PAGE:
Massive transfusion is defined as transfusion of more than ten units of packed red cells over 24 hours or four units within one hour.
The early administration of fresh frozen plasma and platelets helps to reduce the overall requirement for packed red cell transfusion
There has been a more in recent years towards restricted fluid resuscitation rather than standard fluid resuscitation.
Duke et al reported on a retrospective analysis of 307 patients admitted to a level 1 trauma centre with penetrating torso injuries and a systolic blood pressure of less than 90mmHg who were managed by damage controlled resuscitation and surgery.One group received standard fluid resuscitation(SFR) the other group restricted fluid resuscitation(RFR).The SFR group had a higher intraoperative mortality(32% versus 9%) and overall mortality rate (37% versus 21%).The higher mortality was attributed to the effect of a large volume of fluid in diluting clotting factors and reducing blood viscosity and the increased blood pressure.RFR was beneficial in that it provided patients with permissive hypotension(systolic blood pressure of 90)until damage control surgery was achieved.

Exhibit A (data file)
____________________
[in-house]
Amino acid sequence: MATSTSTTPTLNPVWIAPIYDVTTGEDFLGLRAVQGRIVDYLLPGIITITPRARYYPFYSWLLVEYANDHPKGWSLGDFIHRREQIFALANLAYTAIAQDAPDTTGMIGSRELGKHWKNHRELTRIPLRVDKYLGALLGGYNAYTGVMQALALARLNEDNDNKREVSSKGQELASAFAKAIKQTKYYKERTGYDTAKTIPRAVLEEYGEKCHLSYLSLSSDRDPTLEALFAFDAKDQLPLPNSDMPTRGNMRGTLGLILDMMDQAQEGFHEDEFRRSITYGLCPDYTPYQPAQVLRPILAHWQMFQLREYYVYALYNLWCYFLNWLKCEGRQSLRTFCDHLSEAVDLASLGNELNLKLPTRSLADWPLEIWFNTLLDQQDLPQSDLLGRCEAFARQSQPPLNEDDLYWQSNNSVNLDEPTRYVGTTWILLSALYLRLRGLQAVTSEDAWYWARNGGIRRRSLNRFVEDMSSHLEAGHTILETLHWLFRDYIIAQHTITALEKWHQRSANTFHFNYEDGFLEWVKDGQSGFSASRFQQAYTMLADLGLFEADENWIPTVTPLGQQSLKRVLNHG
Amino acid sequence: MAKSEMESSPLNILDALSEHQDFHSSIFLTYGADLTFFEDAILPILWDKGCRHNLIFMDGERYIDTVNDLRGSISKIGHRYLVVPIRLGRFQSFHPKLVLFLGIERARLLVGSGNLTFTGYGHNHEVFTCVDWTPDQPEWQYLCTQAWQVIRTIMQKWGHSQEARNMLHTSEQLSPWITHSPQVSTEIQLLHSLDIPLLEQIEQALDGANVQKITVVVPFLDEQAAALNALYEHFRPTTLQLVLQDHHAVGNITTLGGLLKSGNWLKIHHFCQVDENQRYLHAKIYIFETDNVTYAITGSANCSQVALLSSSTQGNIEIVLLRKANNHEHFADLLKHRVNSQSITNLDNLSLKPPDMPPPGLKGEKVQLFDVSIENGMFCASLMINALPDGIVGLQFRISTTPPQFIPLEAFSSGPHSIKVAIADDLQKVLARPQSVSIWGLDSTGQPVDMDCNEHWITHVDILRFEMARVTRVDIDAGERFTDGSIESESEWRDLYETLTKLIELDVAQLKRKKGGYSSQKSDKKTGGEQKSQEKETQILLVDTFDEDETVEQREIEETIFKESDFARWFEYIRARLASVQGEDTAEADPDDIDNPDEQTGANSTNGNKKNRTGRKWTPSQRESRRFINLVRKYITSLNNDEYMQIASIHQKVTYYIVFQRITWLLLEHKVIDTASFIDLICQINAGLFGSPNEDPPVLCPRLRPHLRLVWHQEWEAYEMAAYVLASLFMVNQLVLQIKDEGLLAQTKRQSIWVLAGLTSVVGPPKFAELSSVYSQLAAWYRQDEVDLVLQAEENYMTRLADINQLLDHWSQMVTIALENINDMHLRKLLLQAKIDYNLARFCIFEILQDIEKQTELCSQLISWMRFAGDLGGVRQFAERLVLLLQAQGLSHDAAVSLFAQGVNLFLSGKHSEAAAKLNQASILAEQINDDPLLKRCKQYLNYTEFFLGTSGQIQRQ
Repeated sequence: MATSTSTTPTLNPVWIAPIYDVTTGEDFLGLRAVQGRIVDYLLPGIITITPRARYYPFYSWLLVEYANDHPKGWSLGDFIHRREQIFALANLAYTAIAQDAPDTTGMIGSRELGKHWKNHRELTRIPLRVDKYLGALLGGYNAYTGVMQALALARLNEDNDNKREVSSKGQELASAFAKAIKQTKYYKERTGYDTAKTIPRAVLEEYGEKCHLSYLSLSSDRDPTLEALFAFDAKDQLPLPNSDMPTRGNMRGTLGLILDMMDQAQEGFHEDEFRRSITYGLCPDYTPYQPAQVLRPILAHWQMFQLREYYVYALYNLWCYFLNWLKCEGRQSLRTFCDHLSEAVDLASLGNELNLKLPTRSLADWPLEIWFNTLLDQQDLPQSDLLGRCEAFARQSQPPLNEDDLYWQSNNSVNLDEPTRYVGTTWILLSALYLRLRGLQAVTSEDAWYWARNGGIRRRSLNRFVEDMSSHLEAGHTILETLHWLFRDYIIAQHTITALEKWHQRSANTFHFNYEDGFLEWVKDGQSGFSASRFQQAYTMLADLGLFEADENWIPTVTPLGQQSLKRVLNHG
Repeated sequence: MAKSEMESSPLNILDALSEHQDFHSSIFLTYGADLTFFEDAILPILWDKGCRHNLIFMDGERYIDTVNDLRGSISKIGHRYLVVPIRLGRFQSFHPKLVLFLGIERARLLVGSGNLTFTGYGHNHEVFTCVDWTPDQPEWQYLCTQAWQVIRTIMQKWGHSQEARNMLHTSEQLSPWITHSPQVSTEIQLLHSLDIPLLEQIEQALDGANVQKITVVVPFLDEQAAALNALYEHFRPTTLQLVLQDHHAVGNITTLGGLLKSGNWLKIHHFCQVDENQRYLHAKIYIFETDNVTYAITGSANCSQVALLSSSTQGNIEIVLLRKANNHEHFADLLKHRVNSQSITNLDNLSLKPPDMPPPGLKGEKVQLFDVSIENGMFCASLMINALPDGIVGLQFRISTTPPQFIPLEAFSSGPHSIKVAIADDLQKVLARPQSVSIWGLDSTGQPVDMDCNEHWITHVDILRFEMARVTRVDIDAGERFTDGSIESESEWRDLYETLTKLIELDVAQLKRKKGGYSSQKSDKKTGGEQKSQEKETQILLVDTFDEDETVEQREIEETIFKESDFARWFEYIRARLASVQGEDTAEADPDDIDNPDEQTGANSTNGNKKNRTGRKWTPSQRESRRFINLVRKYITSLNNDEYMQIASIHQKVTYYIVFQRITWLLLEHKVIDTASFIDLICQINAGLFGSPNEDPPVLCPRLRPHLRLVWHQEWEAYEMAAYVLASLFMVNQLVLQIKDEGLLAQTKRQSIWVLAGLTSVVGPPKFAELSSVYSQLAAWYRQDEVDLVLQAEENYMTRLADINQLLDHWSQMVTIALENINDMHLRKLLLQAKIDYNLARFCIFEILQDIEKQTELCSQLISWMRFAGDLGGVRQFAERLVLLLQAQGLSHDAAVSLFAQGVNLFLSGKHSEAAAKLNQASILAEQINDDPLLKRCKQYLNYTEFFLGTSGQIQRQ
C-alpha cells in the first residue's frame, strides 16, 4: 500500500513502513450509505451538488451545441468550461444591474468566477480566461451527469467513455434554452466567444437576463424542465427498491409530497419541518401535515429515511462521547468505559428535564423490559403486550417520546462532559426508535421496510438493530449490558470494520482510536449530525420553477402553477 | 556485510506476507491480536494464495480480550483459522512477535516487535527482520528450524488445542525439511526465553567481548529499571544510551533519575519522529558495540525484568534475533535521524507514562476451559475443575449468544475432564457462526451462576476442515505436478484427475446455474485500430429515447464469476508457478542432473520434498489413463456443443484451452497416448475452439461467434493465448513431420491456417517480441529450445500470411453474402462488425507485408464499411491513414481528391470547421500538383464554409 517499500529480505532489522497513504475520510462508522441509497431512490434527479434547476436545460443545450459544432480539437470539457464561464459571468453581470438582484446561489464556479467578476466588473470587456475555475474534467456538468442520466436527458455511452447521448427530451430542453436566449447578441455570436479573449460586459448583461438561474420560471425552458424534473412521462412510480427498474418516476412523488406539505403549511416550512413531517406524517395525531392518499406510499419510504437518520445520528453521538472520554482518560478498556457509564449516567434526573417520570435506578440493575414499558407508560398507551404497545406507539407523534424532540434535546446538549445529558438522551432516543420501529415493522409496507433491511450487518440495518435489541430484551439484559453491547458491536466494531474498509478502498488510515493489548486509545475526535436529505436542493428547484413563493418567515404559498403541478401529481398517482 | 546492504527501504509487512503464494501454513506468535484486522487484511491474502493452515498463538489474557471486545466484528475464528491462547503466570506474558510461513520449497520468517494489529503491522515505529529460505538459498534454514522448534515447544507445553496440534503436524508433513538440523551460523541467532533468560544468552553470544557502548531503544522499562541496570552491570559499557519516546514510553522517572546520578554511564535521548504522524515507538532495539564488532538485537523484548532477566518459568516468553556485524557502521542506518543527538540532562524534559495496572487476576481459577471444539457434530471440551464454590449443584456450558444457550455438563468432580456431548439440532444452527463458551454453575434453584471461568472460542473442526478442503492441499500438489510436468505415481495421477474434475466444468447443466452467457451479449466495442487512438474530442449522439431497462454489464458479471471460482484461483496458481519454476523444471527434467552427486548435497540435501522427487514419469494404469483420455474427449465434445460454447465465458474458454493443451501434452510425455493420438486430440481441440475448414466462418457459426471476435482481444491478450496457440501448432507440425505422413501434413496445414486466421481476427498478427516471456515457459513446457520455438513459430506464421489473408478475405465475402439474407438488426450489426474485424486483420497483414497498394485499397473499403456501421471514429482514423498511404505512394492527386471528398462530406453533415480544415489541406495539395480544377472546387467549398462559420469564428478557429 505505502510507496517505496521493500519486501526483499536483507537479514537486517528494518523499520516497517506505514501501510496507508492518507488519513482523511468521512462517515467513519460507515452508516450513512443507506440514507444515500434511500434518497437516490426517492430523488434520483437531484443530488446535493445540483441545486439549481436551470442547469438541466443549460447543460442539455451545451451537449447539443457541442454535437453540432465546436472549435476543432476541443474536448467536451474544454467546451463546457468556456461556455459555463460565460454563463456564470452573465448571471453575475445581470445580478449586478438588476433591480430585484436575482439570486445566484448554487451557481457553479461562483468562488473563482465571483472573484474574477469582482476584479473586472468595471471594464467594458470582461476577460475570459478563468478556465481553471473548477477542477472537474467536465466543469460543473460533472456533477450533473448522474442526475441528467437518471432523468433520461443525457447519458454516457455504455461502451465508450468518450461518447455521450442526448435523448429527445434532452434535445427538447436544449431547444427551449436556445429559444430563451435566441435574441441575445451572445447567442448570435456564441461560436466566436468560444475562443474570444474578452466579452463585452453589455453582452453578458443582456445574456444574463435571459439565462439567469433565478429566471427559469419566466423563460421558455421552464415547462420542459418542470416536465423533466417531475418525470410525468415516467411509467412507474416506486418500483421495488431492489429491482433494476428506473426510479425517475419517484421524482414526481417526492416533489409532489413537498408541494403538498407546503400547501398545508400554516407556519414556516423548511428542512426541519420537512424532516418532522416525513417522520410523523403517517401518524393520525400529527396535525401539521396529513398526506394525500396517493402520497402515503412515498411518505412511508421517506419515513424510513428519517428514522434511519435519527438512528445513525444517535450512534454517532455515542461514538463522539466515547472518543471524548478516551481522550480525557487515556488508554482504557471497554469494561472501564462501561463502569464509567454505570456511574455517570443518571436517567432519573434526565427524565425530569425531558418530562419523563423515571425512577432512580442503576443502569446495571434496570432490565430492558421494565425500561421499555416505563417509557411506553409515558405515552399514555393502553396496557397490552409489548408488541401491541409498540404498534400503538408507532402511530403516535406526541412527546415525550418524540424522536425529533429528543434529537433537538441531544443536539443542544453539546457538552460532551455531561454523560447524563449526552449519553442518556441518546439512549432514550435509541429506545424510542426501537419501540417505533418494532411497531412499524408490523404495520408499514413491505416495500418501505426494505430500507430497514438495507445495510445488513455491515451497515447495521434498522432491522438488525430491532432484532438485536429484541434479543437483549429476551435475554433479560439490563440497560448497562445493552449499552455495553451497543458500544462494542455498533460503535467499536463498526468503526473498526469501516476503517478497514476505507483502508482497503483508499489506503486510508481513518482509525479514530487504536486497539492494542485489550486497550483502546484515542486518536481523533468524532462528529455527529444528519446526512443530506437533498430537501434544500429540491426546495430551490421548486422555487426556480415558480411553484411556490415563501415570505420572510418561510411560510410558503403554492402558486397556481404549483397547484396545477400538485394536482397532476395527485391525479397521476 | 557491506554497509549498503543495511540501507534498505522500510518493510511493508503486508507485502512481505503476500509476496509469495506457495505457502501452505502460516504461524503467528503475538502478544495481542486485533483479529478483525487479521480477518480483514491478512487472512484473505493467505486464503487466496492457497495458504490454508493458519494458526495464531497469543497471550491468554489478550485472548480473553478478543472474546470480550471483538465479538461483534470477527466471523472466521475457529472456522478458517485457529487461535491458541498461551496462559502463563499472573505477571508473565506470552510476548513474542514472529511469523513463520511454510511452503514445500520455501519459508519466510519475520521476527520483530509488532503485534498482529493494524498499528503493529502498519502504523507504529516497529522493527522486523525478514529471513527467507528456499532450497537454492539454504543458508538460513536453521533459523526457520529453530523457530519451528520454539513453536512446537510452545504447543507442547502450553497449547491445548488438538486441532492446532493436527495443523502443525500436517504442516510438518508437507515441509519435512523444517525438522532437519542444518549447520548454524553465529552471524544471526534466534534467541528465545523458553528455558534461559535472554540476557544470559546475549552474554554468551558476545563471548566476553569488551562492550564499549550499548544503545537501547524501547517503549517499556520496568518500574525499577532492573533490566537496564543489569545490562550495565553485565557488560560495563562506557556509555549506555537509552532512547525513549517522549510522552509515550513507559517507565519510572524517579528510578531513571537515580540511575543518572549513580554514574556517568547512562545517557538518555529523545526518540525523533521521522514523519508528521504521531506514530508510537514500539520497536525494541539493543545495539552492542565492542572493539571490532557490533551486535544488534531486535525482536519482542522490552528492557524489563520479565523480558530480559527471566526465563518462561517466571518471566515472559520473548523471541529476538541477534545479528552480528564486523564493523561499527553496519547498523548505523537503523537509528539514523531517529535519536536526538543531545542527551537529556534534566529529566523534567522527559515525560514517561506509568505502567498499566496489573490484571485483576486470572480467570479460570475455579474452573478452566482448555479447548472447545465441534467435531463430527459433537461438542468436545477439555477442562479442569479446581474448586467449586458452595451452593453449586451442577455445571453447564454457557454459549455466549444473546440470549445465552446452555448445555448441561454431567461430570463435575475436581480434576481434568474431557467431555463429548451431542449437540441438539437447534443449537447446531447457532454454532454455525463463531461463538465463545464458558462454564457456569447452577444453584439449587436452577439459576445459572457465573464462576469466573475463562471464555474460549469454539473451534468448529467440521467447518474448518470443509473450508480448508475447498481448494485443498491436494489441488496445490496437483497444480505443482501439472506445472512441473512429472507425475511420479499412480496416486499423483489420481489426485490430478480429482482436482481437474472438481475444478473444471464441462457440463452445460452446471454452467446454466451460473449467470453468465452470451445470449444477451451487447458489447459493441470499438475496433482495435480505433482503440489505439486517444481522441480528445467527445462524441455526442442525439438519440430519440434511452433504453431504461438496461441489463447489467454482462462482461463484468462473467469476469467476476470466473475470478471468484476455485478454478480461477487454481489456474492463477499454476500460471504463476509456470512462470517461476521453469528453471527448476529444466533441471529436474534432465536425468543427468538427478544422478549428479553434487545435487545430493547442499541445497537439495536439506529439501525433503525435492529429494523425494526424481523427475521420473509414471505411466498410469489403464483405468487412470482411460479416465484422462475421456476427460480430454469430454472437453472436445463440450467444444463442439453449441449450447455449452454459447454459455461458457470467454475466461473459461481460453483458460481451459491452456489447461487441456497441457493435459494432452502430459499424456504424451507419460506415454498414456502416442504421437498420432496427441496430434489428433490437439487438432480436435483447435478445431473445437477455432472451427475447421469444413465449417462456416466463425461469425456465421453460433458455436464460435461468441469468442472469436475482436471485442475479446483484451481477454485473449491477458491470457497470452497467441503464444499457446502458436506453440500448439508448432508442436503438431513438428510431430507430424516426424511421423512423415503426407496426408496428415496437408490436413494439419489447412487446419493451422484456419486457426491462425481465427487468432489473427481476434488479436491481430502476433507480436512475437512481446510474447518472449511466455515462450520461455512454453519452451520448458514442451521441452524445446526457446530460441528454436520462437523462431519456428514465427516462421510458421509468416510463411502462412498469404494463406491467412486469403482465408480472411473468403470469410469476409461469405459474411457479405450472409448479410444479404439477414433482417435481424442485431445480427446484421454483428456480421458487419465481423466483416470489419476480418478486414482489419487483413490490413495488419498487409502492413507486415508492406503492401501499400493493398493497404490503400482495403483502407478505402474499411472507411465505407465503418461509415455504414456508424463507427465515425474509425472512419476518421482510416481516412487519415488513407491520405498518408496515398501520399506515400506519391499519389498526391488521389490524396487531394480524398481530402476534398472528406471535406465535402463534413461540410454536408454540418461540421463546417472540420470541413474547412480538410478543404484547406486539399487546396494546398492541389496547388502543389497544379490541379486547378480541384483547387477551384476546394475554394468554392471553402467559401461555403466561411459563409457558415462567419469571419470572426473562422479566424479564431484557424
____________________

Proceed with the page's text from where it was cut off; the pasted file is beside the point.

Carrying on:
Massive transfusion protocol
The activation criteria for every MTC varies slightly but in general is based on markers of haemodynamic hypovolaemic shock
The use of tranexamic acid to reduce the amount of bleeding in trauma patients is now well established
The crash 2 study was a randomized prospective multicentre control trial performed in 274 hospitals in 40 countries involving 20,211 patients.
Patients were randomized to being given tranexamic acid (TXA) or placebo.
The effect of TXA on death, thromboembolic events and blood transfusion requirements in trauma patients was recorded.
Administration of TXA was in two doses; 1 g over 1 hour and a further 1 g infused over 8 hours. The data showed that the administration of TXA was a time-critical intervention. Data from the group treated within one hour showed the most dramatic benefit, with the risk of death reduced from 7.7% to 5.3% in the treated group.
The study found that traexamic acid reduced the risk of death in trauma patients. Most benefit was seen in the group sustaining penetrative trauma.
No increase in thromboembolic events were noted and the risk of adverse events was low. As such the recommendation was that TXA be administered to all severely traumatized patients who have a significant bleeding risk.
Damage control orthopaedics
The concept of damage control orthopaedics evolved from its use in abdominal surgery. A systematic 3-phase approach was used to disrupt the lethal cascade of events that lead to death by exsanguination.
Phase 1 involved immediate laparotomy to control haemorrhage and contamination. Phase 2 was resuscitation in the ITU with improvement of haemodynamic parameters, correction of coagulation defects and rewarming. Phase 3 consisted of re-operation, removal of abdominal packs, definite repair of abdominal injuries and closure.
This was extended to orthopaedic practice.